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I've heard someone say "Here's my one" instead of "Here's mine". Is the former grammatical? It seems like it's a shortcut for "Here's one that is mine".

  • No, it is not correct if the meaning "Here's mine" is implied. It would be correct with some other meaning like "Here's my one-dollar bill". – Vilmar Jan 10 '14 at 12:42
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    @Vilmar I don't see what is incorrect about it. 'You don't have an umbrella with you?. Well, if you need to go out use my one'. It is not used as often as 'mine', but I don't see what's wrong with it. After all 'mine' is simply an abbreviation of 'my one'. – WS2 Jan 10 '14 at 12:48
  • "Here's my one" means "Here's the one that is mine" rather than just any of the articles in question that I possess. – Andrew Leach Jan 10 '14 at 12:49
  • I'd say that, as 'Here are my two / three / four / ...' are all perfectly acceptable, arguing that 'Here is my one' isn't acceptable for 'Here is mine; I only have the one' is very dubious. – Edwin Ashworth Jan 10 '14 at 13:24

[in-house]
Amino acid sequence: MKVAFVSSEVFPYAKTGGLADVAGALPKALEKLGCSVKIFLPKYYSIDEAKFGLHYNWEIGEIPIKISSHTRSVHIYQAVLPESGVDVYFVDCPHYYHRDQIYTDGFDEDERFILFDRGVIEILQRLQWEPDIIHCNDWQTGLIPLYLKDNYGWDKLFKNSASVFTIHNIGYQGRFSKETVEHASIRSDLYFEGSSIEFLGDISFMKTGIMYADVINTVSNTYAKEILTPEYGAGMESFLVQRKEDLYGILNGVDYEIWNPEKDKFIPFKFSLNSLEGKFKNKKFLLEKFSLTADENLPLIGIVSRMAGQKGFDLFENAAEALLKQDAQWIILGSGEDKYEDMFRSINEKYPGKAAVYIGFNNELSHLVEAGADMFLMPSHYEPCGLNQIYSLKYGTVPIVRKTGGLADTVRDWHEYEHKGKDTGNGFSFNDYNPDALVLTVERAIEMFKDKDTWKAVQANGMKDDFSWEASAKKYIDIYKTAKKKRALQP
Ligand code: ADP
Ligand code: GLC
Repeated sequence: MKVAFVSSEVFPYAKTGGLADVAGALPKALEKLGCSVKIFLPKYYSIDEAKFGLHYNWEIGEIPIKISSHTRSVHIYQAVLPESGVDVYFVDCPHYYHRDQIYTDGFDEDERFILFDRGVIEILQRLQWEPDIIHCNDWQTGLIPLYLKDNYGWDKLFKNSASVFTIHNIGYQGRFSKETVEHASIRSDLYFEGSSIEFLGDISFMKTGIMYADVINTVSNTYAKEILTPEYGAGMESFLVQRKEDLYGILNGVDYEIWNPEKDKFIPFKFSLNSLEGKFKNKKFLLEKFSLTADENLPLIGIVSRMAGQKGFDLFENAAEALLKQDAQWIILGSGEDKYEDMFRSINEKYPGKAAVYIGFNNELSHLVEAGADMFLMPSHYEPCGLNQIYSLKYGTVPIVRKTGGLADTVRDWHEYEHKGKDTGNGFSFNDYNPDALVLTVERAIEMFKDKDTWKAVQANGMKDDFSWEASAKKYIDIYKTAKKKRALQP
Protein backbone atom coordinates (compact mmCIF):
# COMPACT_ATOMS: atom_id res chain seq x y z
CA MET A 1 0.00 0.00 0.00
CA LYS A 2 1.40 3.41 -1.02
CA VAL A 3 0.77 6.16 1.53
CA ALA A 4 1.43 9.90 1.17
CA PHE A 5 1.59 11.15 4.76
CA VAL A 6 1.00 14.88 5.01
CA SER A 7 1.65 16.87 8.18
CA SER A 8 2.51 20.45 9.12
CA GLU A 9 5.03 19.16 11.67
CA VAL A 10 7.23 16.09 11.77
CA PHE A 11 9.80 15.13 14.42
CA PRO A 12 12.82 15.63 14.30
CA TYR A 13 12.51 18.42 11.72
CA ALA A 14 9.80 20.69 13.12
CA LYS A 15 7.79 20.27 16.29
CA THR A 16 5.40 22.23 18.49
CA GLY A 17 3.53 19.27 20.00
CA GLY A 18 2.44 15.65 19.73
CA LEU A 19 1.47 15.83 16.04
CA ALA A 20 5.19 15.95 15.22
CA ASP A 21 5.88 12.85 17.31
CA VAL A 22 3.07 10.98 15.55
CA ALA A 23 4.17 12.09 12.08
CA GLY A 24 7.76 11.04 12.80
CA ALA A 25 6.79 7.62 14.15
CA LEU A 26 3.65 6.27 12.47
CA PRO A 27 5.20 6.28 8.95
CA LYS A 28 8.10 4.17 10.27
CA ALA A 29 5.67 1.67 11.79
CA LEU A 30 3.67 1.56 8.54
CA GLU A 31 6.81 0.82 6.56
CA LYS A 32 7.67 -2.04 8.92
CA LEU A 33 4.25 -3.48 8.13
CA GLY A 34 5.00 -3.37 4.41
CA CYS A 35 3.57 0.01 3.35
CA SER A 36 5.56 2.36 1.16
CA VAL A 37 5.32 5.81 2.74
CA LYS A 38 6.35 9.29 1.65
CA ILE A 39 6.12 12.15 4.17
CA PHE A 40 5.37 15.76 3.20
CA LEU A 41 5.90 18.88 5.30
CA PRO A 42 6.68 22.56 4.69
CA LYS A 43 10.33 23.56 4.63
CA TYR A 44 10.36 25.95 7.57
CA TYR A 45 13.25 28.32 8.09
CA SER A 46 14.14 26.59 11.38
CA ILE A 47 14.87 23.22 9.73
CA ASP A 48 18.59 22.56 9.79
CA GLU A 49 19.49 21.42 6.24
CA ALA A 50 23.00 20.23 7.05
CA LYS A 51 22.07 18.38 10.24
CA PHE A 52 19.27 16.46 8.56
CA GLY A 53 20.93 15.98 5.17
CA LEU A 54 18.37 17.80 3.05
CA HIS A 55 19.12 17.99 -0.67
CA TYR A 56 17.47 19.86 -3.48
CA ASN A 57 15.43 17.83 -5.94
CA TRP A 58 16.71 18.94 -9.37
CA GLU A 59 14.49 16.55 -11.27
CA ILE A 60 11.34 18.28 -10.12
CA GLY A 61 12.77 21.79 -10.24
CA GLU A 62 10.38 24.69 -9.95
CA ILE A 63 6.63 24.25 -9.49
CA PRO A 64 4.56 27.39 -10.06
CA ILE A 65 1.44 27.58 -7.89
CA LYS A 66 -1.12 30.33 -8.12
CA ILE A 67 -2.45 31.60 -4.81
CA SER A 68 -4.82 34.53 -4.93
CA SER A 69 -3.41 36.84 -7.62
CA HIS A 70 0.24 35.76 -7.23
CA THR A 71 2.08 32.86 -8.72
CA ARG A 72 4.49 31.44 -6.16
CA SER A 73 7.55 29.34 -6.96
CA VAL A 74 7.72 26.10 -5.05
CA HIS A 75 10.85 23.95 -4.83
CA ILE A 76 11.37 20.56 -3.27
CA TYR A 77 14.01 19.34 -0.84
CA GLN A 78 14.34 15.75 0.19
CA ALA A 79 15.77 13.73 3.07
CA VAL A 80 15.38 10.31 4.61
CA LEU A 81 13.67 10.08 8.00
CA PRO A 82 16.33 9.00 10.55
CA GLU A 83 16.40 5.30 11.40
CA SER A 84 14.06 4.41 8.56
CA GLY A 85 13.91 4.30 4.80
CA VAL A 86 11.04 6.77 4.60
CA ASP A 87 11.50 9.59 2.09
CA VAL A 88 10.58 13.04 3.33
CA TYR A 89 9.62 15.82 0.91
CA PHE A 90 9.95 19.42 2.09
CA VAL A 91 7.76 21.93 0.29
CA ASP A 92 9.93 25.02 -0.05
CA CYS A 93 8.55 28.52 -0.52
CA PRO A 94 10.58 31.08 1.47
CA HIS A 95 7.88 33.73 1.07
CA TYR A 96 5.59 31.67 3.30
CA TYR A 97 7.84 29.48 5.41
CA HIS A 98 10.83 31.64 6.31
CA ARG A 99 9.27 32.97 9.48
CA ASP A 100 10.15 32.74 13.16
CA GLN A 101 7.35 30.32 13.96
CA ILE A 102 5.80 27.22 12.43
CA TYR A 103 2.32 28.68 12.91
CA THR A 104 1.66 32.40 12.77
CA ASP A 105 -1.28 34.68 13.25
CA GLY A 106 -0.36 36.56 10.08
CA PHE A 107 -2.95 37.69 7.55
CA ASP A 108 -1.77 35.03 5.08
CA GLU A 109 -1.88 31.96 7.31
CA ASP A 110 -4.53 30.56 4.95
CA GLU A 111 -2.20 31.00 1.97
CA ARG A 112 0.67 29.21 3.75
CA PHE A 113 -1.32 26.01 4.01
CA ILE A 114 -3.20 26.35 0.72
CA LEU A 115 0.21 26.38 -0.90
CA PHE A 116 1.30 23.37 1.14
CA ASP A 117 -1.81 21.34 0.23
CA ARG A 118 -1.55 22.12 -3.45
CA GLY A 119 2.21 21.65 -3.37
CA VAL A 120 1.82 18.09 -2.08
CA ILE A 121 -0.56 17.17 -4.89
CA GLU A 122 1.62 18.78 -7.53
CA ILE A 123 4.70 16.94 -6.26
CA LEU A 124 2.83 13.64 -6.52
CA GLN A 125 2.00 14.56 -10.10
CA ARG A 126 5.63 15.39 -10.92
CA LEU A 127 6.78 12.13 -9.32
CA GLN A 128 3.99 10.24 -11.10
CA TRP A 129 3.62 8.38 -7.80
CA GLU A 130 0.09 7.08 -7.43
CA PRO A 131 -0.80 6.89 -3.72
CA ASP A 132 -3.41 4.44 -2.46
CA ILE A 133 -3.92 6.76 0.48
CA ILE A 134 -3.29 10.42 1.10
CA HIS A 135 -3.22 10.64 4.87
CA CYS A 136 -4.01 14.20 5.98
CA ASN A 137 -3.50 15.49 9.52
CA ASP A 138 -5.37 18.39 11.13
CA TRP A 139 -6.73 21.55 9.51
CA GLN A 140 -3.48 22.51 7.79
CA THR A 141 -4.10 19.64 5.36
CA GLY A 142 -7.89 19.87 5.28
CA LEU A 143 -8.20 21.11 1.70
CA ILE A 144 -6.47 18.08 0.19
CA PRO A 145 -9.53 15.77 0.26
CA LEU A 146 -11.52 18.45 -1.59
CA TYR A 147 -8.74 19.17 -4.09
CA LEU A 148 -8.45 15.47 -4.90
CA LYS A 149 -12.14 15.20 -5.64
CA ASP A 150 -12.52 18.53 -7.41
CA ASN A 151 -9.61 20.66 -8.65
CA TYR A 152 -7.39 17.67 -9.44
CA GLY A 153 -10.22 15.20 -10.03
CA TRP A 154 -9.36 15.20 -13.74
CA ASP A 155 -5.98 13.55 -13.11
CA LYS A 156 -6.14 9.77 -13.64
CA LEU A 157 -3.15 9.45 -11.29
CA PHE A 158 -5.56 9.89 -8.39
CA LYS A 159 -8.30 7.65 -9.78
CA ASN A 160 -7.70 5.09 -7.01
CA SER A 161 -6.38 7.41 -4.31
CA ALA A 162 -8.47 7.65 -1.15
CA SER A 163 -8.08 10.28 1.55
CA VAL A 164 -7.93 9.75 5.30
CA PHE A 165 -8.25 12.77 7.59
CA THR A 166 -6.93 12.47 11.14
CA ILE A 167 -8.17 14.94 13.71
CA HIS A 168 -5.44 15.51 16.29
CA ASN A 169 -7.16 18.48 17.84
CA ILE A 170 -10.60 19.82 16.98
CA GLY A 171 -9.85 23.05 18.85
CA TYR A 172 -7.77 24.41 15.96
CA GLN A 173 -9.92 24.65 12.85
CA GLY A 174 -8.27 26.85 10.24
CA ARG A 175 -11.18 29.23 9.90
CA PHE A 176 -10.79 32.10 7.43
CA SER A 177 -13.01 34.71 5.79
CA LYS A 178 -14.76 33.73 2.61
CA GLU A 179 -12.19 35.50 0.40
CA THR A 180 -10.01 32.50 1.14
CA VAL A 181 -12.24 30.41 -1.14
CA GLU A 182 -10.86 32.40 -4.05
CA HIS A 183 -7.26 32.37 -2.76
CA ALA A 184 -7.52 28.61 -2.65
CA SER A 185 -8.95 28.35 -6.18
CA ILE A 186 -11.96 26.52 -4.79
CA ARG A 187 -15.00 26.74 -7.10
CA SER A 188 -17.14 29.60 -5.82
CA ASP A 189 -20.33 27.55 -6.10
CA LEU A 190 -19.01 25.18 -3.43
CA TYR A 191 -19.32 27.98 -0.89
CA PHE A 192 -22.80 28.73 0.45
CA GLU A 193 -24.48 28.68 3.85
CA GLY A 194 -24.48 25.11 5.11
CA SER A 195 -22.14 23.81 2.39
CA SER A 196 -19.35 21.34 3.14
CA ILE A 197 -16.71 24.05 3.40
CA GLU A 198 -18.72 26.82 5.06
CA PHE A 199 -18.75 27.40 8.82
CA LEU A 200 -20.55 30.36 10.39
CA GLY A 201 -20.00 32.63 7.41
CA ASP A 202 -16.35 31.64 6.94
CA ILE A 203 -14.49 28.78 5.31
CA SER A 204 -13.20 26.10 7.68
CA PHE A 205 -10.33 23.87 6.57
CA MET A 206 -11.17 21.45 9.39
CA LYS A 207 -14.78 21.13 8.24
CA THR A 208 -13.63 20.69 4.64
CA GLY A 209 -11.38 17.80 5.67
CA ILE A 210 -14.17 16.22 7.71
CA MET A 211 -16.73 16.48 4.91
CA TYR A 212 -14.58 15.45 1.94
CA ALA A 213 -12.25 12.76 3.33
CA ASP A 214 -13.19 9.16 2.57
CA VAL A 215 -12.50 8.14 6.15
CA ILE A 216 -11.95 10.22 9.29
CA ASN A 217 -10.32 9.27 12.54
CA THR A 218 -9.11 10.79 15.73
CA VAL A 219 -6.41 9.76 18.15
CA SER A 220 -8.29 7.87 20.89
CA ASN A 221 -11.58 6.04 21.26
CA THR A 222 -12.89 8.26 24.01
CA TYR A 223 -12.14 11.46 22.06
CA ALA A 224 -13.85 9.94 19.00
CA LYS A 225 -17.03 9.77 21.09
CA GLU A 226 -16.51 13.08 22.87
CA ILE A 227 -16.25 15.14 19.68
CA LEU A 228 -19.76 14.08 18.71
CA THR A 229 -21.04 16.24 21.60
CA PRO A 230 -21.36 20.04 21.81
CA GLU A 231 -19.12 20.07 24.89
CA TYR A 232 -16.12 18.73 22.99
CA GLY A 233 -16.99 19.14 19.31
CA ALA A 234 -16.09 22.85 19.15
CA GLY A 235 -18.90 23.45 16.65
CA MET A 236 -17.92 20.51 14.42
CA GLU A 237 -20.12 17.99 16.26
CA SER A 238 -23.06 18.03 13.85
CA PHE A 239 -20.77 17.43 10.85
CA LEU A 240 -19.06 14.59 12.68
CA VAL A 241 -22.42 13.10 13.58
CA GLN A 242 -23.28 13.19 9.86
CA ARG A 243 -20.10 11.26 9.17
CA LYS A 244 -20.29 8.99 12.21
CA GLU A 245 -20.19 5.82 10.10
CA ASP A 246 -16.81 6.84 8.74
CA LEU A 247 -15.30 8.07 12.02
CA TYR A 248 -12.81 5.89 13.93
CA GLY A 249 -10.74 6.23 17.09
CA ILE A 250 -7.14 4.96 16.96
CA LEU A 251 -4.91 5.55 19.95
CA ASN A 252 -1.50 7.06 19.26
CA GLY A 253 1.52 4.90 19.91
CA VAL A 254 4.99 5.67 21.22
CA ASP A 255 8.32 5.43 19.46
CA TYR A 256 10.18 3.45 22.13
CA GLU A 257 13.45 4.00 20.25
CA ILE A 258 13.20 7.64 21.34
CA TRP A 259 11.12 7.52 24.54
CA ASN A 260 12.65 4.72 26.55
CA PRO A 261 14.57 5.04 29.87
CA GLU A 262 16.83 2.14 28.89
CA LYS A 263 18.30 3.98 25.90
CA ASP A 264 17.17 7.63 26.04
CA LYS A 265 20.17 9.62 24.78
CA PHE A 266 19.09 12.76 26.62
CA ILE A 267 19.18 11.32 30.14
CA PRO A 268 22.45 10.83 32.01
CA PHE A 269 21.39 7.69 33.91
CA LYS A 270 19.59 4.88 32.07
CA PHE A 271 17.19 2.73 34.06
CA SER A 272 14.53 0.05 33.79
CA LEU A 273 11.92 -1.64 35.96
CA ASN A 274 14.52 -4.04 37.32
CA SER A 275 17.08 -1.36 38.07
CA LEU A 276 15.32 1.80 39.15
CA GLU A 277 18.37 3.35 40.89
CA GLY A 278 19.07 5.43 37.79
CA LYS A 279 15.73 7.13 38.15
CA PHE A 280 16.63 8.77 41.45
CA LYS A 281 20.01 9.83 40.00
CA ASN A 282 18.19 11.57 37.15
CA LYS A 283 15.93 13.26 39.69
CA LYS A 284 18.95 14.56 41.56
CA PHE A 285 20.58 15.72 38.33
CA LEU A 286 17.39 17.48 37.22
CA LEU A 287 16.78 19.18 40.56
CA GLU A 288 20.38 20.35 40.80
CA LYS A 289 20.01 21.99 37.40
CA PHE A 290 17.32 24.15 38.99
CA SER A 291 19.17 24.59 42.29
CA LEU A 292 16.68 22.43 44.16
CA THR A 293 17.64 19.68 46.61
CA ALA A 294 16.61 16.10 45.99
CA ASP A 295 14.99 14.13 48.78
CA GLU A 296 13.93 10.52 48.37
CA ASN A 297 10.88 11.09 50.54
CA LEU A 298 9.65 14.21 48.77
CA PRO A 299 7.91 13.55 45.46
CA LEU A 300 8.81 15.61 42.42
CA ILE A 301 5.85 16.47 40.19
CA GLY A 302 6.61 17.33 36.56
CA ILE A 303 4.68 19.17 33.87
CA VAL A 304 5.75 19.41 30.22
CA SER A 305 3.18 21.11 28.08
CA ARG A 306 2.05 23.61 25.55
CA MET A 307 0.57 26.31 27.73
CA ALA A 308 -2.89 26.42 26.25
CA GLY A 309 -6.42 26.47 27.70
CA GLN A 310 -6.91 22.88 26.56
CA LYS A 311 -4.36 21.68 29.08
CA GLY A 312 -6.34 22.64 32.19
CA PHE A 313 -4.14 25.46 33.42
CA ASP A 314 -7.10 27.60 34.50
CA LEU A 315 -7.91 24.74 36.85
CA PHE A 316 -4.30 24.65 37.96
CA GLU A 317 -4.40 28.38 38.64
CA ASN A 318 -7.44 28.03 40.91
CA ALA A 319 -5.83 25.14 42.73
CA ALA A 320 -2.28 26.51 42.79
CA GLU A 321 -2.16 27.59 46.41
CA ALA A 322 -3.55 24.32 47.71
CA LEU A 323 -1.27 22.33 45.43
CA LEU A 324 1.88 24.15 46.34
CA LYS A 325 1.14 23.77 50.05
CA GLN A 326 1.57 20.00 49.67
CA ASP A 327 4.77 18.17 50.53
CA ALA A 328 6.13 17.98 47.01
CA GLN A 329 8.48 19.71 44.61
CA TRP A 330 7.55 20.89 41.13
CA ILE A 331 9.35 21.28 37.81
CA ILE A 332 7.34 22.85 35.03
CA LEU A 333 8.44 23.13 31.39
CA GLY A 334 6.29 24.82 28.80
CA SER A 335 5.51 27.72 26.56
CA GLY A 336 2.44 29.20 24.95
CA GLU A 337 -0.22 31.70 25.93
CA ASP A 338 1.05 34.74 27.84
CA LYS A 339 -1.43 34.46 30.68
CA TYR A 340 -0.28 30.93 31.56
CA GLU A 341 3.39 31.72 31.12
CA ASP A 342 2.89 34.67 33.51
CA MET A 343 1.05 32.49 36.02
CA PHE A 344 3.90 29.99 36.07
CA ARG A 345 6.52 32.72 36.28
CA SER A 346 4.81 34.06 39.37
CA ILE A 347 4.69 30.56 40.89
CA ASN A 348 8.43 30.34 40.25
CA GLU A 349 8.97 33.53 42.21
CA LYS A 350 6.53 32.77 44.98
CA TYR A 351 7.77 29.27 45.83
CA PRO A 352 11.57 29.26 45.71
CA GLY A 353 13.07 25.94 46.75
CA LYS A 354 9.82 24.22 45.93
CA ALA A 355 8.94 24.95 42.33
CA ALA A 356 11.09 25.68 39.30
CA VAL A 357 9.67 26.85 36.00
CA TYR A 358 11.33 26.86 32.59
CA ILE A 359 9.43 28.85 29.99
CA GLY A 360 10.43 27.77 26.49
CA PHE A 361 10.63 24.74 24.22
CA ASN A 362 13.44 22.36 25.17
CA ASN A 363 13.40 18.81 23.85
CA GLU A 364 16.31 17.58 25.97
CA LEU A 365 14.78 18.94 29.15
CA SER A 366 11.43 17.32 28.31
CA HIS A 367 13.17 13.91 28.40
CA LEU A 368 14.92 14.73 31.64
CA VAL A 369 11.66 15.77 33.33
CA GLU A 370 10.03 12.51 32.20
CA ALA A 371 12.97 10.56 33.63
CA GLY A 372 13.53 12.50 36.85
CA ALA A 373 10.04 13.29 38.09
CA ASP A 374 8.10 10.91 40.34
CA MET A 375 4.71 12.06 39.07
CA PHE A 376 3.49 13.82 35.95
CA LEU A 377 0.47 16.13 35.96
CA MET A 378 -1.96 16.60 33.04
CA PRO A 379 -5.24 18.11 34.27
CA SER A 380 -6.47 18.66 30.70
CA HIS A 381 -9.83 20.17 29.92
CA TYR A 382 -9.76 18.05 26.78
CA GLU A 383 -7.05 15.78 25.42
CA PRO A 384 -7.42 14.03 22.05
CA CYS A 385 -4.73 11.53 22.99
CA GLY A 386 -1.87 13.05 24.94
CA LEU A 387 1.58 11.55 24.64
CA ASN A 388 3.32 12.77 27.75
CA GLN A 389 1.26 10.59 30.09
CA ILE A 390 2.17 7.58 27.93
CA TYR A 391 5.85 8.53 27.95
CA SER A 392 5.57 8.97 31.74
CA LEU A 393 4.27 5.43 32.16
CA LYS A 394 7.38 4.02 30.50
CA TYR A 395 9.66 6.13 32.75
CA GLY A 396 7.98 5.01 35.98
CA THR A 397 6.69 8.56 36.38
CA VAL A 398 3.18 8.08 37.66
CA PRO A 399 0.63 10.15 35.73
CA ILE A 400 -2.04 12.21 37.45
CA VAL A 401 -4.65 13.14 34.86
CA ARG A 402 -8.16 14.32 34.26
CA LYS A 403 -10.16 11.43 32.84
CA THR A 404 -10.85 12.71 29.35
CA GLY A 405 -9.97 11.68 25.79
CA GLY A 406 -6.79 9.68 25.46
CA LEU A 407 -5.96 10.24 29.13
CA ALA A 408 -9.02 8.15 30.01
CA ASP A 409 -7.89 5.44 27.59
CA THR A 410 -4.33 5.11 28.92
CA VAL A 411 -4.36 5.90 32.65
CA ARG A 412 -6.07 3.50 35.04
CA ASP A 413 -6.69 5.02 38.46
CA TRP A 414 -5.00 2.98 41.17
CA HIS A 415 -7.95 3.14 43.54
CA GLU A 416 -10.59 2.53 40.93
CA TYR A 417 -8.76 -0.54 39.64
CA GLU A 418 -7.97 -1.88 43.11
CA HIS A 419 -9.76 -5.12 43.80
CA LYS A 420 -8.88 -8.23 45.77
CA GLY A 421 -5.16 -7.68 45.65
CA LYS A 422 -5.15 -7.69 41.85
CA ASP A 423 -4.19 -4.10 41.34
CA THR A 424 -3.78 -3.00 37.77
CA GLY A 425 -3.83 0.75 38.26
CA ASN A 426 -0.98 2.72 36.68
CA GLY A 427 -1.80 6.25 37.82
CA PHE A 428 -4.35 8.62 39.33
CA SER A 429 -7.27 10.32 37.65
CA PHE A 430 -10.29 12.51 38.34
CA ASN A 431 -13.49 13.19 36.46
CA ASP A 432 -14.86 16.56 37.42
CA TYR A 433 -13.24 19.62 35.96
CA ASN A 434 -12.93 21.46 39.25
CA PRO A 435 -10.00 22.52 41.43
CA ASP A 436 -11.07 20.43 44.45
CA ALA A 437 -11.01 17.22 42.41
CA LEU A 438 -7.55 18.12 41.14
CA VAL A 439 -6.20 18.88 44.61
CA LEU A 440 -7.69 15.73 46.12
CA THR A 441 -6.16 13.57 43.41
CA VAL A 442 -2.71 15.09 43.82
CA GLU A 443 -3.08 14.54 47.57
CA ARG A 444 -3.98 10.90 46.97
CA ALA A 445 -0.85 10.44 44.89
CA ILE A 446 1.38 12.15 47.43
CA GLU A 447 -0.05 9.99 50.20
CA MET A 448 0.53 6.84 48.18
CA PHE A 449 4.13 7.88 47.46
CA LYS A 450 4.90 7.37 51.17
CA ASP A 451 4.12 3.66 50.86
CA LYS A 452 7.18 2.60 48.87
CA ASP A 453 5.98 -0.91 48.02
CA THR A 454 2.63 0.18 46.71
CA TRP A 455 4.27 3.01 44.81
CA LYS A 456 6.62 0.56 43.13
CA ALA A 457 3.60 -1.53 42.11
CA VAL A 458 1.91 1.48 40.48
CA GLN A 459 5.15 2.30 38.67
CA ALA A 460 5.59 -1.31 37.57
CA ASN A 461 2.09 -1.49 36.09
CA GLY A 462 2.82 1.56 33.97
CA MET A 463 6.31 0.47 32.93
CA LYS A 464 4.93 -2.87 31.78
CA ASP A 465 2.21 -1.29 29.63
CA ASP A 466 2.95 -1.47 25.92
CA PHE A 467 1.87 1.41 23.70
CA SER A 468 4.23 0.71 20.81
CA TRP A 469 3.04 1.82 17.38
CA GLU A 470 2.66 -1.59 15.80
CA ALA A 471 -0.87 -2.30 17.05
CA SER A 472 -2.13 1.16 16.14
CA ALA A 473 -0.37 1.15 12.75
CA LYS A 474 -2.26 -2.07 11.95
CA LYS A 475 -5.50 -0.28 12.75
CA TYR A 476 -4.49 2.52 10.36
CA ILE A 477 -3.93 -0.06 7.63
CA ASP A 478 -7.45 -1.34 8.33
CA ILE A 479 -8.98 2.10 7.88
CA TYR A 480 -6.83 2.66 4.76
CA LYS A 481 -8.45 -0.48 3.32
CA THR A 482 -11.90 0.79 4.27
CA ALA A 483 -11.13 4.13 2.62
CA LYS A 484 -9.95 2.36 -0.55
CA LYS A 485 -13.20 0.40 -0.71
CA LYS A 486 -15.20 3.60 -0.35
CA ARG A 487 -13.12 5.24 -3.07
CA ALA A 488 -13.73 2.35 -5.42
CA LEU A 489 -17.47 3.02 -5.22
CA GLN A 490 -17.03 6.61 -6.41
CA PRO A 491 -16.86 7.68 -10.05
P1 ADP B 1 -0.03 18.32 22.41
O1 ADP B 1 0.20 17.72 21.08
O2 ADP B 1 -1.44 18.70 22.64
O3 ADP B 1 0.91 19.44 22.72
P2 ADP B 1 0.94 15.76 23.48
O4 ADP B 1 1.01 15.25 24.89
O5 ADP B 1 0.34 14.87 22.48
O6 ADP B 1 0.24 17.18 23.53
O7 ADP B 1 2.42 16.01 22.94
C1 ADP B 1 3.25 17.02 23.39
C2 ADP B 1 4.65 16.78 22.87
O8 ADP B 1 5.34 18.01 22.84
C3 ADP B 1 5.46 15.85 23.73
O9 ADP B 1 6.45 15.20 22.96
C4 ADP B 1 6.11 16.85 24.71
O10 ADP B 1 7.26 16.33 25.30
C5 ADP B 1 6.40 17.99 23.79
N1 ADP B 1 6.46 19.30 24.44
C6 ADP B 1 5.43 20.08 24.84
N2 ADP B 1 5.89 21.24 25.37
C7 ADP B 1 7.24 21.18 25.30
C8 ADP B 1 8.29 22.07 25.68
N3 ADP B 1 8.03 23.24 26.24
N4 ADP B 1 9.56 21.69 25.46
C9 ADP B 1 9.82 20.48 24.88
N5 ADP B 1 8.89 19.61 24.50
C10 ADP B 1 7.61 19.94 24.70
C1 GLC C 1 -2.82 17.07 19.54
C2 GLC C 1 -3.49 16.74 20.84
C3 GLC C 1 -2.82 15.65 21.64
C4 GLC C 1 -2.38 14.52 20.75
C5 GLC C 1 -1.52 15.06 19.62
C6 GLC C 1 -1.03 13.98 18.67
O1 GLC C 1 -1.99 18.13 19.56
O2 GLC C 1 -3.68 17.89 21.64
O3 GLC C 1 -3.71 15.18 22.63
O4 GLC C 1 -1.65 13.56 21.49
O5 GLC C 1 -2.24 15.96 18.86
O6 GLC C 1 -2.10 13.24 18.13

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It isn't a very common usage but it would technically be grammatically correct.

Where are your crayons? Here is mine.

Where are your crayons? Here is my crayon.

Where are your crayons? Here is my crayons.

Where are your crayons? Here are my two crayons.

Where are your crayons? Here is my one crayon.

Where are your crayons? Here is my one.

Where are your crayons? Here are my two.

The last two examples sound very strange to my ear and I would never use them. But I am unaware of a rule that dictates they are improper.

  • "Here is my crayons" should be "Here are my crayons" surely? – DavidPostill Apr 2 '18 at 16:48

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